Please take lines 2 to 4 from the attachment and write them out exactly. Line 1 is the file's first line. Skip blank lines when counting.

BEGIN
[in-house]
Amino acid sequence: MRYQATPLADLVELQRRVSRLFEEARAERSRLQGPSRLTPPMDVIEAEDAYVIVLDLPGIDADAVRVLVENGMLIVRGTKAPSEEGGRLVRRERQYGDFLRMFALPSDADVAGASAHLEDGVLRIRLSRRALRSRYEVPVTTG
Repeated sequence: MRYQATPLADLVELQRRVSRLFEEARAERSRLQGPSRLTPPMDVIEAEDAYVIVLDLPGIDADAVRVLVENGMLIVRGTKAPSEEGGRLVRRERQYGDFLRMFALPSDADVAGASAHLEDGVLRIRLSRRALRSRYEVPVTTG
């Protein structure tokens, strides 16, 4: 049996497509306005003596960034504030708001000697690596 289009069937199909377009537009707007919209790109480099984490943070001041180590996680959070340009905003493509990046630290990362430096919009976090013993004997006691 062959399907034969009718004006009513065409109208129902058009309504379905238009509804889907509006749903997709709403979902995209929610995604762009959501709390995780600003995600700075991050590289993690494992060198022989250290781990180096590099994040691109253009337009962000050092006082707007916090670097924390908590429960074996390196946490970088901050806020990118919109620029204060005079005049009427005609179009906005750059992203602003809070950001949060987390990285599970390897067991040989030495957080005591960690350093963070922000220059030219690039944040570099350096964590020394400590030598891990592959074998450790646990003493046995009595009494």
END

Amino acid sequence: MRYQATPLADLVELQRRVSRLFEEARAERSRLQGPSRLTPPMDVIEAEDAYVIVLDLPGIDADAVRVLVENGMLIVRGTKAPSEEGGRLVRRERQYGDFLRMFALPSDADVAGASAHLEDGVLRIRLSRRALRSRYEVPVTTG
Repeated sequence: MRYQATPLADLVELQRRVSRLFEEARAERSRLQGPSRLTPPMDVIEAEDAYVIVLDLPGIDADAVRVLVENGMLIVRGTKAPSEEGGRLVRRERQYGDFLRMFALPSDADVAGASAHLEDGVLRIRLSRRALRSRYEVPVTTG
């Protein structure tokens, strides 16, 4: 049996497509306005003596960034504030708001000697690596 289009069937199909377009537009707007919209790109480099984490943070001041180590996680959070340009905003493509990046630290990362430096919009976090013993004997006691 062959399907034969009718004006009513065409109208129902058009309504379905238009509804889907509006749903997709709403979902995209929610995604762009959501709390995780600003995600700075991050590289993690494992060198022989250290781990180096590099994040691109253009337009962000050092006082707007916090670097924390908590429960074996390196946490970088901050806020990118919109620029204060005079005049009427005609179009906005750059992203602003809070950001949060987390990285599970390897067991040989030495957080005591960690350093963070922000220059030219690039944040570099350096964590020394400590030598891990592959074998450790646990003493046995009595009494």